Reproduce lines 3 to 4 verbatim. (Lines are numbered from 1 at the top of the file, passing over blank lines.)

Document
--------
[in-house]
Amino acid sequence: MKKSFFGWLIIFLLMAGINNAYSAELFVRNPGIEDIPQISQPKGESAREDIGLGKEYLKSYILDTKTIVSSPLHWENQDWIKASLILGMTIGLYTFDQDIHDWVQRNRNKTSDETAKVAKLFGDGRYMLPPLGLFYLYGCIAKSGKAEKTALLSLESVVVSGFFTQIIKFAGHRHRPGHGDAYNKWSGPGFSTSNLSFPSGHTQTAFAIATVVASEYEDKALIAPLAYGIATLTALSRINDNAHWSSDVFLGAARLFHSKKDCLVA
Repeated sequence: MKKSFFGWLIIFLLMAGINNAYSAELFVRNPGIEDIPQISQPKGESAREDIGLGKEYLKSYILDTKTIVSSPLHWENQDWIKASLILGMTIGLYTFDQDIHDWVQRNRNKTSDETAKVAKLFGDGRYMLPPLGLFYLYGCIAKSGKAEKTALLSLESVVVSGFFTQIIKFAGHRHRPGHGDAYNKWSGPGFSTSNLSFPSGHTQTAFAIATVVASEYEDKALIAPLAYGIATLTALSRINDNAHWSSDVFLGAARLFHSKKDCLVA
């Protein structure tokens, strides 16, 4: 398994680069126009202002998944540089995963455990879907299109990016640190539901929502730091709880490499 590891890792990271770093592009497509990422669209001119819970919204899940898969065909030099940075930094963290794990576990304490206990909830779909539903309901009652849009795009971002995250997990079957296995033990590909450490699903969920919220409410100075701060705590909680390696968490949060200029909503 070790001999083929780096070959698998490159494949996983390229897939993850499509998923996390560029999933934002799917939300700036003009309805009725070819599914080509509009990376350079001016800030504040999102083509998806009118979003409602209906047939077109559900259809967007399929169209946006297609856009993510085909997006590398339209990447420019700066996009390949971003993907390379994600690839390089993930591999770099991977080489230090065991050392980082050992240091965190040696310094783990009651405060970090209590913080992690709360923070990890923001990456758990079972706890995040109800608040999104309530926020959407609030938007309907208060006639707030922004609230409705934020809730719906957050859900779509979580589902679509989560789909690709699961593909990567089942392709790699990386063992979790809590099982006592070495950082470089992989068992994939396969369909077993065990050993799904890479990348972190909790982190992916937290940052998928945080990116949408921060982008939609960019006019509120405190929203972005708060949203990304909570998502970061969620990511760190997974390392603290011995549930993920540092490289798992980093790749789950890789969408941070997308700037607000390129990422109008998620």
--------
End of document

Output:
Repeated sequence: MKKSFFGWLIIFLLMAGINNAYSAELFVRNPGIEDIPQISQPKGESAREDIGLGKEYLKSYILDTKTIVSSPLHWENQDWIKASLILGMTIGLYTFDQDIHDWVQRNRNKTSDETAKVAKLFGDGRYMLPPLGLFYLYGCIAKSGKAEKTALLSLESVVVSGFFTQIIKFAGHRHRPGHGDAYNKWSGPGFSTSNLSFPSGHTQTAFAIATVVASEYEDKALIAPLAYGIATLTALSRINDNAHWSSDVFLGAARLFHSKKDCLVA
């Protein structure tokens, strides 16, 4: 398994680069126009202002998944540089995963455990879907299109990016640190539901929502730091709880490499 590891890792990271770093592009497509990422669209001119819970919204899940898969065909030099940075930094963290794990576990304490206990909830779909539903309901009652849009795009971002995250997990079957296995033990590909450490699903969920919220409410100075701060705590909680390696968490949060200029909503 070790001999083929780096070959698998490159494949996983390229897939993850499509998923996390560029999933934002799917939300700036003009309805009725070819599914080509509009990376350079001016800030504040999102083509998806009118979003409602209906047939077109559900259809967007399929169209946006297609856009993510085909997006590398339209990447420019700066996009390949971003993907390379994600690839390089993930591999770099991977080489230090065991050392980082050992240091965190040696310094783990009651405060970090209590913080992690709360923070990890923001990456758990079972706890995040109800608040999104309530926020959407609030938007309907208060006639707030922004609230409705934020809730719906957050859900779509979580589902679509989560789909690709699961593909990567089942392709790699990386063992979790809590099982006592070495950082470089992989068992994939396969369909077993065990050993799904890479990348972190909790982190992916937290940052998928945080990116949408921060982008939609960019006019509120405190929203972005708060949203990304909570998502970061969620990511760190997974390392603290011995549930993920540092490289798992980093790749789950890789969408941070997308700037607000390129990422109008998620």